Stigma, discrimination and difficulty in reaching health clinics has led over half of new HIV cases in Liberia to go untreated, says the National AIDS Control Programme of Liberia, which calls the situation “alarming”.
From 2006 to 2013 some 26,000 HIV cases were reported, but of that number just 10,911 patients are enrolled in treatment centres, according to the Aids Control Programme manager Sonpon Blamo Sieh.
“They are doing this because of stigma, denial, discrimination and distances they have to travel to access treatment,” he told IRIN.
A health worker in the Kru town neighbourhood of the capital, Monrovia, told IRIN that when patients contract HIV “the community will still isolate you. Your family may isolate you. You could be denied a job,” though he noted attitudes have improved over the past five years.
According to Liberia's demographic health survey, 1.5 percent of Liberia's 3.5 million people are HIV-positive, with 60 percent of those being women or girls.
Awareness-raising programmes have not always taken root in rural areas, where many Liberians still continue to deny the disease’s existence, said Sieh. The AIDS Control Programme is currently carrying out an in-depth study to find out why people are dropping out so that it can target its improvements.
Martha Porka, a nurse at the Moonplay Clinic in Bong County, central Liberia, said HIV-positive people in rural areas have to walk up to three hours to reach their nearest clinic. And when they get there, they often have to wait the rest of the day to see a health worker. “For these reasons, they don’t come back,” she said, despite treatment being free.
“We have more drugs, but no one seems to be coming for them,” she added.
Treatment needs to be taken closer to people’s villages to improve continuity of care, she said.
Healthcare workers also need to change their attitude to people living with HIV, she stressed. “Some of the health workers are in the constant habit of demonizing HIV-positive people… Patients daily complain the way some health workers talk to them. I think we need to change our attitudes to these people and create love and care for them.”
Surveys undertaken by the AIDS Control Programme in the past have revealed that HIV-positive people are hesitant to access treatment due to the stigma involved in going public about their condition. Many seek care from traditional or spiritual healers, who are popularly consulted for all varieties of illness in Liberia.
Women speak out
Given that women disproportionately suffer from the disease more than men, they have to take a lead role in changing attitudes, say health workers.
To date, women have been relatively quiet about raising awareness of the dangers of HIV. But recently this has shifted, as women’s groups all over the country have launched an assertive campaign to raise awareness of the disease, refute common myths about HIV, and break down persistent stigma.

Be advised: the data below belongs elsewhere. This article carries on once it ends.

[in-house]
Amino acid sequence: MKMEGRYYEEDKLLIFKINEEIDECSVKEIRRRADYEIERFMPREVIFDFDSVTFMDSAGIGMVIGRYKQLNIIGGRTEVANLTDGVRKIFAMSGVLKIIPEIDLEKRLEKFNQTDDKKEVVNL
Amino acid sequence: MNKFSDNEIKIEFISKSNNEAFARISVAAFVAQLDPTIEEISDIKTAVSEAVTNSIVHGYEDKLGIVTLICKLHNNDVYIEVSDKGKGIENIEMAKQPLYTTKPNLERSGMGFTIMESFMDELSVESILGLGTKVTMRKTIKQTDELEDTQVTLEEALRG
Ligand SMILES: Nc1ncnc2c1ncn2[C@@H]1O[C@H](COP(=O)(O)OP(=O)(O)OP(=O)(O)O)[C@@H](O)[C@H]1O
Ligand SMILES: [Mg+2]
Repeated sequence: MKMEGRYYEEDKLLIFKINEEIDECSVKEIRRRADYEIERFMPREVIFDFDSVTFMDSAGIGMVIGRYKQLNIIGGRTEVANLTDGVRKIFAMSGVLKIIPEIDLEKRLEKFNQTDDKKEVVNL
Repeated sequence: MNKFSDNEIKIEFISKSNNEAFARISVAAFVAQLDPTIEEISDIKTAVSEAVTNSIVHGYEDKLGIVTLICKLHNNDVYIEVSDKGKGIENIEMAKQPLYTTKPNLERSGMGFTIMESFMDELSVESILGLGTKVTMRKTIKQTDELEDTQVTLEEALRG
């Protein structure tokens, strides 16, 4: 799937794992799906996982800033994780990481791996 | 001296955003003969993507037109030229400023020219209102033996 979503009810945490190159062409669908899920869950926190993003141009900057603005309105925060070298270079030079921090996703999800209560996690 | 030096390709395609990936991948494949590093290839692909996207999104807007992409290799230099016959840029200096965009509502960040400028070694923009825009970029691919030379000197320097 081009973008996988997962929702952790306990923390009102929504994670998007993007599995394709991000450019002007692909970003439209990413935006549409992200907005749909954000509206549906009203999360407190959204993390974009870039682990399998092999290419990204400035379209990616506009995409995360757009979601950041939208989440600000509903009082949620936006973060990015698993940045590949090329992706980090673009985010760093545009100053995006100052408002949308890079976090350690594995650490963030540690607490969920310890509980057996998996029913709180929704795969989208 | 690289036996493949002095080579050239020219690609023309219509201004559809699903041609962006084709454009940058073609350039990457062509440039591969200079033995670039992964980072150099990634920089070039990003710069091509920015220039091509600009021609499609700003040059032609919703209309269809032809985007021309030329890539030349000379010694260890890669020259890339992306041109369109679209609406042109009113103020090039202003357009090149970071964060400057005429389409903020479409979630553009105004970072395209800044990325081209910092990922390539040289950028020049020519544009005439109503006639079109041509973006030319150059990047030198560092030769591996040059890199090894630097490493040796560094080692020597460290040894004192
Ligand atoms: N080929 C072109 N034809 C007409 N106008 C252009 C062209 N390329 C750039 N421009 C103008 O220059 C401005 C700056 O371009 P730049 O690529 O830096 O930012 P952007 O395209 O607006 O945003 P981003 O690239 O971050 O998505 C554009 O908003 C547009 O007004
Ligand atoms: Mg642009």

One group runs the “Jehovah’s Witness Campaign” whereby women go door to door like Jehovah’s Witnesses to spread the word on how to avoid infection.
Teneh Smith, 25, lives in the Monrovia suburb of Paynesville and heads a local campaign group called Women Against AIDS Movement, which includes nurses, journalists, stall-holders and students. This group also goes from community to community to discuss what the HIV virus is and why it is killing women. This group and others are using poster campaigns, word of mouth, text messages and radio programmemes to raise awareness of the disease.
People’s behaviour is starting to change as a result, she said.
"We cannot sit and see our young women keep coming down with this virus,” said Smith who lost her sister to the HIV virus in 2011. "When she died I did not lose hope. I began working with Liberian women. We have spread the news like wildfire across Liberian communities. Our women are on the move.”
Stigma and discrimination persist but people discuss the illness much more openly now than they used to, said health workers.
Several popular radio talk shows, such as HIV and You on community radio station Gedeh FM, are also discussing the issue. Presenter Marie Brown runs a weekly 20-minute slot targeting girls aged 15-25.
“I tell them about the danger of AIDS and how it is killing more young women in Liberia. I open the telephone lines for them to call and ask questions.” She often gets at least 50 calls a show. “I think it’s opening up people’s minds.”
Temah Kollie, 16, who attends the Donplay Community School in Kakata, in central Liberia, told IRIN: "From the first day I listened to the show, I changed my sexual behaviour. I learned that HIV is real and that we girls must stay away from sex, especially we teenagers… I have begun telling my school mates how AIDS is killing schoolgirls in Liberia."
For Sieh this is just the beginning. “The current statistics are alarming,” he told IRIN. “We are making progress [on fighting AIDS]… Now we know that the bigger challenge is to reach [and treat] the rest of the positive cases.”